Kirby is a small bubble that can breath in air or small creatures and then blow it out at speeds that kill whatever is in its way. It can jump and fly, and it's got a mortal enemy it needs to dispose of. Welcome to Kirby's Dreamland, one of the easier platformers, which has become hugely popular with the not-so-adept-with-the-controls crowd.
The game is fairly straight-forward: you proceed through four lands, each of which has its own architecture and monsters, and each of which has three stages. You fight a boss at the end of each stage, only to fight the main level boss at the end of each level. After finishing all stages, you fight the main bosses again, after which you meet the final boss. While clearing your way through the usual monsters requires nothing more than blowing air at them, most bosses throw things at you you've got to inhale and spit back at them. Yet, because you can fly and because you can always shoot, the game is much easier than, let's say, Mario platformers.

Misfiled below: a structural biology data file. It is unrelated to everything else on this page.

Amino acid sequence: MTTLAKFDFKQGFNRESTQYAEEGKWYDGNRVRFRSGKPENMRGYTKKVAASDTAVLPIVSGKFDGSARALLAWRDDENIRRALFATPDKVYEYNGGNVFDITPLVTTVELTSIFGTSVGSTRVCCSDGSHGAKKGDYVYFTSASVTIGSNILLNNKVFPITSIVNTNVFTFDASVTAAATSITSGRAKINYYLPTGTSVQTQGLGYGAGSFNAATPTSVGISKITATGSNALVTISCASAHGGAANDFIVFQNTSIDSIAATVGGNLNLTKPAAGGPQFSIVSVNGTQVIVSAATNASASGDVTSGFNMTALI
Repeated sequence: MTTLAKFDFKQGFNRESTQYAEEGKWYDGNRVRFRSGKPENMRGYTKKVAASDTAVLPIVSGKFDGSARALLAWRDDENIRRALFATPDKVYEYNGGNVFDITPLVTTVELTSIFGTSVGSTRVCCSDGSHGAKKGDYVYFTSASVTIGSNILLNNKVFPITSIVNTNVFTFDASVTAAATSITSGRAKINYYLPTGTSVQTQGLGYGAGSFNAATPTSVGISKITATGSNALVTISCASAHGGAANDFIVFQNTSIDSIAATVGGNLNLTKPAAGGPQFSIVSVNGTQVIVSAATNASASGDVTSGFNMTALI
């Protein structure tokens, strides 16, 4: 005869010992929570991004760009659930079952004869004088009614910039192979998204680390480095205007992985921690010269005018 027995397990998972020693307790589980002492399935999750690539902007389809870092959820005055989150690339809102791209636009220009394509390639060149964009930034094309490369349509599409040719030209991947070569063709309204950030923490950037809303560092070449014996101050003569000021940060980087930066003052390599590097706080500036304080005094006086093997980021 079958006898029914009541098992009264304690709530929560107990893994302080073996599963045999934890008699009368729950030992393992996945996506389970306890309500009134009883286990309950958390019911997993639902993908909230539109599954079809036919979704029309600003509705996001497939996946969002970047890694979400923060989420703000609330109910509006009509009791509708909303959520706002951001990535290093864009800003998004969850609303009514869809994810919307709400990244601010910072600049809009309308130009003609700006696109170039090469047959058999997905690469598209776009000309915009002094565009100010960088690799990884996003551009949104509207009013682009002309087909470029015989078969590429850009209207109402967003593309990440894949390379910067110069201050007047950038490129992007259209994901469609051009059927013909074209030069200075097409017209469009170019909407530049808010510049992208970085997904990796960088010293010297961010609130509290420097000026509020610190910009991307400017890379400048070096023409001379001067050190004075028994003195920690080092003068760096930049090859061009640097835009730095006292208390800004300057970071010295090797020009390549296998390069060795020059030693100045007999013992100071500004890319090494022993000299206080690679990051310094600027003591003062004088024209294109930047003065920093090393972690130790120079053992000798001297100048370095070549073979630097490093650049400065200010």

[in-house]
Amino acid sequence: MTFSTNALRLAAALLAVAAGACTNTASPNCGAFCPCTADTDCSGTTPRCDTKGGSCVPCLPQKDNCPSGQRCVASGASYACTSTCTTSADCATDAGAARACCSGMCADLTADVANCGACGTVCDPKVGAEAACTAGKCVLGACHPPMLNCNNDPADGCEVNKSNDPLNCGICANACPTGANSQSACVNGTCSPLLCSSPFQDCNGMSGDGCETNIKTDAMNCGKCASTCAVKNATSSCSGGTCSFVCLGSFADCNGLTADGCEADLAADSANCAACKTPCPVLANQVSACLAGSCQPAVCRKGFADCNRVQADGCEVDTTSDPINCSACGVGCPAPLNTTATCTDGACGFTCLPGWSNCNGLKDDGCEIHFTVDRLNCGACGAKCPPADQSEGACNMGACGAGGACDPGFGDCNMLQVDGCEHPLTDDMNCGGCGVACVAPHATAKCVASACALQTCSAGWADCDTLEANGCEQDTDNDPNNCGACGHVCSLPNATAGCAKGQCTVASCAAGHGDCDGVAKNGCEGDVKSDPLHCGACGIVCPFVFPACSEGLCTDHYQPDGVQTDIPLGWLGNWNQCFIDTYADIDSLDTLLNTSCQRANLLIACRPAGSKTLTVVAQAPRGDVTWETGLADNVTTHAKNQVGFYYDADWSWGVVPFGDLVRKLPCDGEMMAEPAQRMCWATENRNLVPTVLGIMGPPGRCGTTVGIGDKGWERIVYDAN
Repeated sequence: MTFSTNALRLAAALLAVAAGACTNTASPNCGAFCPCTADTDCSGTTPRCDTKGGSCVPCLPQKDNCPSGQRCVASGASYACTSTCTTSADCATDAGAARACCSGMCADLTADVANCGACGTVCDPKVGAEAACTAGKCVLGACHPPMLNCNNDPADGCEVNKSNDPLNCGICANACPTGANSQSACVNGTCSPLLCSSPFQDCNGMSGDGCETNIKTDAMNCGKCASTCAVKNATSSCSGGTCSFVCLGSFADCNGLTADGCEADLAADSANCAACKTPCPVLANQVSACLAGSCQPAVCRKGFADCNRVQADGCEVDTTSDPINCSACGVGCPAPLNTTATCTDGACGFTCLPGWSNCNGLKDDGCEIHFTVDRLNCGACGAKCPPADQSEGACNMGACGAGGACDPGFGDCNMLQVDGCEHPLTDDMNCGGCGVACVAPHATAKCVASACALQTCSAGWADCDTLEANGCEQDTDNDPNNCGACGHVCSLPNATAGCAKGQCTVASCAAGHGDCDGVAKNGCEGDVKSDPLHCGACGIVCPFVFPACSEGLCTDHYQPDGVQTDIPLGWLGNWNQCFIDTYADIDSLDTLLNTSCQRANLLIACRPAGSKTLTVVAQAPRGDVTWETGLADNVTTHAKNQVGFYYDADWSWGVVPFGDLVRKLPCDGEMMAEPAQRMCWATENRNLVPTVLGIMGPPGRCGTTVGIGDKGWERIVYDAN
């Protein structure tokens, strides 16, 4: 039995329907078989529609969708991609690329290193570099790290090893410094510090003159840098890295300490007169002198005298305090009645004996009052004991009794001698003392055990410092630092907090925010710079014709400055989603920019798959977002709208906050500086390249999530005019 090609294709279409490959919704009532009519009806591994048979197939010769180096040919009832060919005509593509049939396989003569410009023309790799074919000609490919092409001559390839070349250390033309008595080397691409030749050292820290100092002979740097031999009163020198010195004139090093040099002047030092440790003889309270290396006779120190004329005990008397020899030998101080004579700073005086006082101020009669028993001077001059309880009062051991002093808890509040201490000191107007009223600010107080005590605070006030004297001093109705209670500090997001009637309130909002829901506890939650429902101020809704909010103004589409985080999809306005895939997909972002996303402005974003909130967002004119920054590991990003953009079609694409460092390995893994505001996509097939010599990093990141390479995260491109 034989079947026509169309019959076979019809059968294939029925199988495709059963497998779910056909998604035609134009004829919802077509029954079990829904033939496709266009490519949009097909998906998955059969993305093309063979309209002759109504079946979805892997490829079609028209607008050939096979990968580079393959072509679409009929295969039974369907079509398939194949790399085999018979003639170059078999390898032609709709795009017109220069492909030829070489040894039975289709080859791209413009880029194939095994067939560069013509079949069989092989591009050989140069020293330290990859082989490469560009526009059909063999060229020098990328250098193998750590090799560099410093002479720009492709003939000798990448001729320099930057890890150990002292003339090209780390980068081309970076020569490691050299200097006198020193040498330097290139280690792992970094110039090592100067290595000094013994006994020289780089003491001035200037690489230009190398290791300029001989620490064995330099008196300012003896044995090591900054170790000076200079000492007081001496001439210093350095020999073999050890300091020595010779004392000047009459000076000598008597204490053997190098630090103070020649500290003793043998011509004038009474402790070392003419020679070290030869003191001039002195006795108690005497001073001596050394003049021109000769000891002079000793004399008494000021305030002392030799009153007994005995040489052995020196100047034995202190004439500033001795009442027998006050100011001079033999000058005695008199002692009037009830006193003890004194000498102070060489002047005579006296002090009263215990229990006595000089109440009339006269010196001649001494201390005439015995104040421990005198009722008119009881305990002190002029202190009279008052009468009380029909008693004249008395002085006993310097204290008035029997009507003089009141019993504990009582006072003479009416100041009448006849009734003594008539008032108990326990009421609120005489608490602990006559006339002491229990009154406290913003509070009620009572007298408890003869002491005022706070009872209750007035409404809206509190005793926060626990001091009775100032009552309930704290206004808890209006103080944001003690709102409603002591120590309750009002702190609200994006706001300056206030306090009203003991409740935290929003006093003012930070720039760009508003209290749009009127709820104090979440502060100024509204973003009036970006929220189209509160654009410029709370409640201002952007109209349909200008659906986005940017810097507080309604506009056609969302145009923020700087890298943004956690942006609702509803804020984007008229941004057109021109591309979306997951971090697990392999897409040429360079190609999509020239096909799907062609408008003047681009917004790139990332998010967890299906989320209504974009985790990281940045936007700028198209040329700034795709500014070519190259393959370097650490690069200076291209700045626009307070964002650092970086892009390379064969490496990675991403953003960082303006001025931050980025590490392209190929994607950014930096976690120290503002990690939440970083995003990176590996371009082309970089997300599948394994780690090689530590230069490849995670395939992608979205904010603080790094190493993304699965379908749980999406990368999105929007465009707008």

Kirby's Dreamland is not the first Kirby game, but it is by far the most popular, which has sparked a whole franchise. The first game was Kirby's Adventure for NES, which features the same monsters and bosses, but the level designs are slightly different. Later, Nintendo has released two more Kirby's Dreamland games, both for GameBoy and N64, followed by plenty of other spin-offs, such as Kirby Pinball and Kirby's Trick'n'Tilt, a revolutionary GameBoy Color game where you controlled your character by tilting the gameboy (the cartridge contained a tiny gyroscope). The Kirby franchise is still going strong, and a GameCube game is in the pipeline. It all started, however, with Kirby's Dreamland, which had the perfect mix of difficulty, fun and addictiveness to make the game such a hit.